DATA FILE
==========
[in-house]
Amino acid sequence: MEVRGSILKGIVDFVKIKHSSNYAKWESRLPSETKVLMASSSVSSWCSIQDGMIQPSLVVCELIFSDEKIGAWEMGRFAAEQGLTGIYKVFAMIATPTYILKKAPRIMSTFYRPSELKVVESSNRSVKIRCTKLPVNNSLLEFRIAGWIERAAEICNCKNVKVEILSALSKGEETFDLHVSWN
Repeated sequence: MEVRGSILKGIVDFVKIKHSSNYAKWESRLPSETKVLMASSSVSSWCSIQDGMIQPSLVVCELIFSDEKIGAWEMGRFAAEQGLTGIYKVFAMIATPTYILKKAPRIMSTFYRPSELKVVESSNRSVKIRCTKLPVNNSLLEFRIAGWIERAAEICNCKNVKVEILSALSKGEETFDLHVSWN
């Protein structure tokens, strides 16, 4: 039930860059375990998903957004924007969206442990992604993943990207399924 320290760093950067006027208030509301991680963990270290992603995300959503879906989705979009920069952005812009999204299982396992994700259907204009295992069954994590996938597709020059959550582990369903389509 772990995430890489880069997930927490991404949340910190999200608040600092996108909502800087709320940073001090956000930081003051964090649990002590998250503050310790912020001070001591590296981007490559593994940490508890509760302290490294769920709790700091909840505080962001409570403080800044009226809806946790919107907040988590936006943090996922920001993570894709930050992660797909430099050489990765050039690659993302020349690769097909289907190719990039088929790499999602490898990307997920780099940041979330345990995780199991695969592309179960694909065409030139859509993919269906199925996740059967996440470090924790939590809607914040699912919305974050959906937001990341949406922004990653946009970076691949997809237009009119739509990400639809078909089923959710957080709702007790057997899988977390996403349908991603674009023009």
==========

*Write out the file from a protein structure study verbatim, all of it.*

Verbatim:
[in-house]
Amino acid sequence: MEVRGSILKGIVDFVKIKHSSNYAKWESRLPSETKVLMASSSVSSWCSIQDGMIQPSLVVCELIFSDEKIGAWEMGRFAAEQGLTGIYKVFAMIATPTYILKKAPRIMSTFYRPSELKVVESSNRSVKIRCTKLPVNNSLLEFRIAGWIERAAEICNCKNVKVEILSALSKGEETFDLHVSWN
Repeated sequence: MEVRGSILKGIVDFVKIKHSSNYAKWESRLPSETKVLMASSSVSSWCSIQDGMIQPSLVVCELIFSDEKIGAWEMGRFAAEQGLTGIYKVFAMIATPTYILKKAPRIMSTFYRPSELKVVESSNRSVKIRCTKLPVNNSLLEFRIAGWIERAAEICNCKNVKVEILSALSKGEETFDLHVSWN
């Protein structure tokens, strides 16, 4: 039930860059375990998903957004924007969206442990992604993943990207399924 320290760093950067006027208030509301991680963990270290992603995300959503879906989705979009920069952005812009999204299982396992994700259907204009295992069954994590996938597709020059959550582990369903389509 772990995430890489880069997930927490991404949340910190999200608040600092996108909502800087709320940073001090956000930081003051964090649990002590998250503050310790912020001070001591590296981007490559593994940490508890509760302290490294769920709790700091909840505080962001409570403080800044009226809806946790919107907040988590936006943090996922920001993570894709930050992660797909430099050489990765050039690659993302020349690769097909289907190719990039088929790499999602490898990307997920780099940041979330345990995780199991695969592309179960694909065409030139859509993919269906199925996740059967996440470090924790939590809607914040699912919305974050959906937001990341949406922004990653946009970076691949997809237009009119739509990400639809078909089923959710957080709702007790057997899988977390996403349908991603674009023009």